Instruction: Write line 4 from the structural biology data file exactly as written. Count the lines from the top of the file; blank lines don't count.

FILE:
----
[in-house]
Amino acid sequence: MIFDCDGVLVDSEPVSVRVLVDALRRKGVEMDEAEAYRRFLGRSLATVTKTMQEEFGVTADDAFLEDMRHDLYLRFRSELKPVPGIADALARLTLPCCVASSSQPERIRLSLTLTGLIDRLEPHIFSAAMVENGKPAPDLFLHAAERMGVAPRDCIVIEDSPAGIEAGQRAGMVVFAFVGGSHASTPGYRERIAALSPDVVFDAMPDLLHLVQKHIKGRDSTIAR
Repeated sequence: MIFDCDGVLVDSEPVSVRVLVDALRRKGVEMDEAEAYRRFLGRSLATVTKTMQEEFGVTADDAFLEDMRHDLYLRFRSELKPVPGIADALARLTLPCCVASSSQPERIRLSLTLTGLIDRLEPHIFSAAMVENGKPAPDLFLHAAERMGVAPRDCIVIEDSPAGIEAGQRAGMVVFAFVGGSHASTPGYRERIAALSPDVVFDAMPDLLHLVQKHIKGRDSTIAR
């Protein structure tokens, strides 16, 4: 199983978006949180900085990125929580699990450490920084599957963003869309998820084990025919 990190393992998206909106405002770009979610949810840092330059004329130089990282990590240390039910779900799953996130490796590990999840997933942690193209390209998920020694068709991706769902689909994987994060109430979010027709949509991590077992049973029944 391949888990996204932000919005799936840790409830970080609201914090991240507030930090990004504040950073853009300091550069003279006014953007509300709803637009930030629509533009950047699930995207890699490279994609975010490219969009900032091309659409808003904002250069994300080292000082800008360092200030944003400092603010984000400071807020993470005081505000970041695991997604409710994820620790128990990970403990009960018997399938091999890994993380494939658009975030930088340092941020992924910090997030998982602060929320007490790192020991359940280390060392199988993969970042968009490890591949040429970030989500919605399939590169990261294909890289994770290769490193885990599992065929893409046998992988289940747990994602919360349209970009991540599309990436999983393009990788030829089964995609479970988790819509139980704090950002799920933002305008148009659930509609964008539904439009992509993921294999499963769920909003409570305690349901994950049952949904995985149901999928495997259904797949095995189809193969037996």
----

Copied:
């Protein structure tokens, strides 16, 4: 199983978006949180900085990125929580699990450490920084599957963003869309998820084990025919 990190393992998206909106405002770009979610949810840092330059004329130089990282990590240390039910779900799953996130490796590990999840997933942690193209390209998920020694068709991706769902689909994987994060109430979010027709949509991590077992049973029944 391949888990996204932000919005799936840790409830970080609201914090991240507030930090990004504040950073853009300091550069003279006014953007509300709803637009930030629509533009950047699930995207890699490279994609975010490219969009900032091309659409808003904002250069994300080292000082800008360092200030944003400092603010984000400071807020993470005081505000970041695991997604409710994820620790128990990970403990009960018997399938091999890994993380494939658009975030930088340092941020992924910090997030998982602060929320007490790192020991359940280390060392199988993969970042968009490890591949040429970030989500919605399939590169990261294909890289994770290769490193885990599992065929893409046998992988289940747990994602919360349209970009991540599309990436999983393009990788030829089964995609479970988790819509139980704090950002799920933002305008148009659930509609964008539904439009992509993921294999499963769920909003409570305690349901994950049952949904995985149901999928495997259904797949095995189809193969037996």